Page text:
About The Author

Phil Flynn

Phil Flynn is writer of The Energy Report, a daily market commentary discussing oil, the Middle East, American government, economics, and their effects on the world's energies markets, as well as other commodity markets. Contact Mr. Flynn at (888) 264-5665

Oil prices are under strain as reports of a new strain of the covid 19 virus that was found in India may have made its way into some limited parts of China. The story broke yesterday and it broke oil, yet the market seemed to come back and shrug it off. Now overnight as the story became widely reported, it caused another wave of selling based on fear, not on real demand destruction, at least not yet. The covid fear trade must balance a larger reality that in the near term we will see a major snap back in oil demand. That surge will further dwindle global inventory as OPEC keeps the breaks on production.

Still, traders are worried about a new surge in Iranian output if U.S. sanctions on them are lifted. Iran continues to talk about progress in talks and the U.S. is willing to lift some sanctions so most believe that it will only be a matter of time before Iran is free to flood the market with oil while U.S. shale producers remain sanctioned on federal land from the Biden administration. Hey Joe Biden, lift the sanctions on U.S. oil producers and make it a fair game!

The Biden administration’s anti-oil policies are not sitting well with our Canadian neighbors. Canada is still angry with the unjustified canceling of the Keystone pipelines, which will have no material effect on climate change and now is seemingly supporting Michigan Governors Gretchen Whitmer’s plan to kill another Canadian Pipeline that has operated safely for 60 years. The governor gave an order demanding that Enbridge shut the pipeline down by May 12. Enbridge will ignore the order as they claim that the governor does not have the authority to tell them to shut it down. But why does the law matter when the climate is concerned?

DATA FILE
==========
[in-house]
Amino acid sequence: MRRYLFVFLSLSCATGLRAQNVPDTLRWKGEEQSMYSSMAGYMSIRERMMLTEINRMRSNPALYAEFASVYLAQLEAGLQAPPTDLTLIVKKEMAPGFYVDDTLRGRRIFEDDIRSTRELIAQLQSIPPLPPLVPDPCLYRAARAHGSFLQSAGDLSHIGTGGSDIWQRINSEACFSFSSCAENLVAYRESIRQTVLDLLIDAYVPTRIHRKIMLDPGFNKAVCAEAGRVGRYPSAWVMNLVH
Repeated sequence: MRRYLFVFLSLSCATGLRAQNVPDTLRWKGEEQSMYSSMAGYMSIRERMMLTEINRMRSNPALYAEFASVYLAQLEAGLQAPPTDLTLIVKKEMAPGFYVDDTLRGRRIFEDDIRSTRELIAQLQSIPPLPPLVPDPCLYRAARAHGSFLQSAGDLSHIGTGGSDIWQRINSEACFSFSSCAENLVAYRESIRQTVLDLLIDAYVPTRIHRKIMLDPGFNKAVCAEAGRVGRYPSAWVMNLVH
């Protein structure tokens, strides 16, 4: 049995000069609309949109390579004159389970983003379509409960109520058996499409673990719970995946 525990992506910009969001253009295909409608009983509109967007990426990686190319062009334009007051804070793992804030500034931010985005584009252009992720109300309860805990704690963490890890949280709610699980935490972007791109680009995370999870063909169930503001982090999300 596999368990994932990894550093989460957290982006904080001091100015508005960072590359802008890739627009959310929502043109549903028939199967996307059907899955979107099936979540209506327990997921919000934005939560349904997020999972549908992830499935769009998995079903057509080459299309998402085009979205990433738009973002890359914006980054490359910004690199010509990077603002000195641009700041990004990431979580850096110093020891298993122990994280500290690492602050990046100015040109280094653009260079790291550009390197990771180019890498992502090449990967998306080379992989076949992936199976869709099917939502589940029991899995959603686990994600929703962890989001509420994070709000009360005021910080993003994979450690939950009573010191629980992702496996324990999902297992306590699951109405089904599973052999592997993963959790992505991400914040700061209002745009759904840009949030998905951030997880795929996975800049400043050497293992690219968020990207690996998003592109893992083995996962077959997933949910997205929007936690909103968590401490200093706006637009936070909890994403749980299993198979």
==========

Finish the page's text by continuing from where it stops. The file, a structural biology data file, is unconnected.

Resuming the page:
There is more talk of labor shortages and inflation as a risk to oil prices. A widely reported piece on a shortage of certified gas tank truck drivers is a risk to gasoline prices. Labor shortages are a sign that inflation may not be as transitory as the Fed thinks. Joe Biden’s massive spending proposal that does not focus on work but incentives people not to work is a growing risk to the overall health of the US economy. High taxes on the wealthy and a higher corporate tax will not increase revenue, and it will slow the economy. That will make Biden’s massive spending proposals unsustainable because without the incentive for profit and growth, we will see the economy go from record growth into a major contraction. That will cause pain for many Americans that are going to be forced to become more dependent on the government for their paycheck. Just remember a dollar invested in the private sector returns five dollars. A dollar invested in the government returns 50 cents. You do the math.

Still, in the next few years, the risk for oil is on the upside. The demand surge is most likely coming and Biden’s green policies will only make oil and gas more expensive. Biden’s oil policies are a major tax hike on all Americans and will disproportionally hit the middle class and poor. Maybe they should have thought about that and bought electric cars! Oh, wait, yea too bad, they can’t afford them.
Thanks,
Phil Flynn

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